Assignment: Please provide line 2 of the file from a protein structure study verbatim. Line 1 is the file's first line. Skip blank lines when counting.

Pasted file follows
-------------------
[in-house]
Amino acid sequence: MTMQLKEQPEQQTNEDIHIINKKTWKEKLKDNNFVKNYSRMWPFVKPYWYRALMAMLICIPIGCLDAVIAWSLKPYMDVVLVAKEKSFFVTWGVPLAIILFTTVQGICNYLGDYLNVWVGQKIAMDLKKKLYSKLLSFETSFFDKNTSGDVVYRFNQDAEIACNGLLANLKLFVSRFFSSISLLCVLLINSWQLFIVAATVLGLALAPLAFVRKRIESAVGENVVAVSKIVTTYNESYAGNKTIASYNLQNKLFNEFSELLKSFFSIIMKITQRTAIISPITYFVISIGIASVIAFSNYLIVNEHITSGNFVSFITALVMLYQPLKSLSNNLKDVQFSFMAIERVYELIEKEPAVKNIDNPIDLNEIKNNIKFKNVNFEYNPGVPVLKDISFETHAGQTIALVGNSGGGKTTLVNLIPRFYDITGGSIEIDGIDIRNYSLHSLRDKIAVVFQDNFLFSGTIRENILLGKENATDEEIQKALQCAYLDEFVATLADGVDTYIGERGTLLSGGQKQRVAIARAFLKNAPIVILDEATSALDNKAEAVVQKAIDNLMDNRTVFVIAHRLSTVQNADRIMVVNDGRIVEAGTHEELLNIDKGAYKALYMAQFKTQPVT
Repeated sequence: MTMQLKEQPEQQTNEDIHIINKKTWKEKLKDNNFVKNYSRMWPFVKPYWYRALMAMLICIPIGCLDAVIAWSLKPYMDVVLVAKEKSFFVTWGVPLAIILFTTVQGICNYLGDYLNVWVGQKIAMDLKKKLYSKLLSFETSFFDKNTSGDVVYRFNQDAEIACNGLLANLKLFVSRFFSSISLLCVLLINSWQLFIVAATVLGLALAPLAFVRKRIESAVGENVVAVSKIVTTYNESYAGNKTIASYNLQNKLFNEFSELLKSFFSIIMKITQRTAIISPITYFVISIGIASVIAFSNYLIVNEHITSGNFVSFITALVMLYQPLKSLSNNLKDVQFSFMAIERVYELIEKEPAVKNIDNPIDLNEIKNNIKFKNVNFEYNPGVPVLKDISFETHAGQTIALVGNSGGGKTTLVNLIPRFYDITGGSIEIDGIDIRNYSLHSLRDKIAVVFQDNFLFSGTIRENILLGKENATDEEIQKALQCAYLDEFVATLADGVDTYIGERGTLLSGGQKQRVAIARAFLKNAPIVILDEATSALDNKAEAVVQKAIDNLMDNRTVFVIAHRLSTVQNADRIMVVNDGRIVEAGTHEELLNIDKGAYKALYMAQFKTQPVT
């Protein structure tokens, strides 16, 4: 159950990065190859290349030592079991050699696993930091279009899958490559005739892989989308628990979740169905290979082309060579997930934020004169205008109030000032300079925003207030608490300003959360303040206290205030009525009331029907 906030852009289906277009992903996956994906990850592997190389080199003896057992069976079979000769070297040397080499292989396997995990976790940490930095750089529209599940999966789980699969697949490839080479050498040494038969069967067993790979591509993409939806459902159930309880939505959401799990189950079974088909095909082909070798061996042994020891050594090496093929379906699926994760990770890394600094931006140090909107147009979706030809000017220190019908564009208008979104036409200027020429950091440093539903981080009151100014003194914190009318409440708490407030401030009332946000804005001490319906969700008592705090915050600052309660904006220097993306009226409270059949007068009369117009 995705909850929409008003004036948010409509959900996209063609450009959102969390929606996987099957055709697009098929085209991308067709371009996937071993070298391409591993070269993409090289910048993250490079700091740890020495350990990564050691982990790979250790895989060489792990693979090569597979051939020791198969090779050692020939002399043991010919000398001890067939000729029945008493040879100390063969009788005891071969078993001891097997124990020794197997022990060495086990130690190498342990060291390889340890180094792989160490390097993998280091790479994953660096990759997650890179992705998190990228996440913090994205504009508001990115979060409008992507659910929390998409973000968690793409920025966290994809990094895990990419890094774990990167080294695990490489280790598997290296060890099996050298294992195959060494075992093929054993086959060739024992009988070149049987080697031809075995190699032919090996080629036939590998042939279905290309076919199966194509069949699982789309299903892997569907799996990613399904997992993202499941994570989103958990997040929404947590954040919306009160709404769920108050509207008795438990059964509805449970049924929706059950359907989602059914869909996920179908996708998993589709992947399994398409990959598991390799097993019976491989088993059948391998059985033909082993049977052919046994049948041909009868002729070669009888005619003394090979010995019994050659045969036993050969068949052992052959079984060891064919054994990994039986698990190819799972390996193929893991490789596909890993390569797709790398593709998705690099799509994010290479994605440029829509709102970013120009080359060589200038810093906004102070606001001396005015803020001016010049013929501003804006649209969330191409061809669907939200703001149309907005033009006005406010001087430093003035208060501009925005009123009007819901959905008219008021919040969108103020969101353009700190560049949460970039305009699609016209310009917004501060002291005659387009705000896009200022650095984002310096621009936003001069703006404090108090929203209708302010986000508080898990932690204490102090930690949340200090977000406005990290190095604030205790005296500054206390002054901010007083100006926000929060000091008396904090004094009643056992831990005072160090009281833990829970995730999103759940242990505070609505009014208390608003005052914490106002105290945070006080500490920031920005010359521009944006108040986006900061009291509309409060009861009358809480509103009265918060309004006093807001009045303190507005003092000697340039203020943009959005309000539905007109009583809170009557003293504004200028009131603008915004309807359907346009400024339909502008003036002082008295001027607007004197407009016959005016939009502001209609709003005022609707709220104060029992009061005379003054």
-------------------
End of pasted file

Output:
Amino acid sequence: MTMQLKEQPEQQTNEDIHIINKKTWKEKLKDNNFVKNYSRMWPFVKPYWYRALMAMLICIPIGCLDAVIAWSLKPYMDVVLVAKEKSFFVTWGVPLAIILFTTVQGICNYLGDYLNVWVGQKIAMDLKKKLYSKLLSFETSFFDKNTSGDVVYRFNQDAEIACNGLLANLKLFVSRFFSSISLLCVLLINSWQLFIVAATVLGLALAPLAFVRKRIESAVGENVVAVSKIVTTYNESYAGNKTIASYNLQNKLFNEFSELLKSFFSIIMKITQRTAIISPITYFVISIGIASVIAFSNYLIVNEHITSGNFVSFITALVMLYQPLKSLSNNLKDVQFSFMAIERVYELIEKEPAVKNIDNPIDLNEIKNNIKFKNVNFEYNPGVPVLKDISFETHAGQTIALVGNSGGGKTTLVNLIPRFYDITGGSIEIDGIDIRNYSLHSLRDKIAVVFQDNFLFSGTIRENILLGKENATDEEIQKALQCAYLDEFVATLADGVDTYIGERGTLLSGGQKQRVAIARAFLKNAPIVILDEATSALDNKAEAVVQKAIDNLMDNRTVFVIAHRLSTVQNADRIMVVNDGRIVEAGTHEELLNIDKGAYKALYMAQFKTQPVT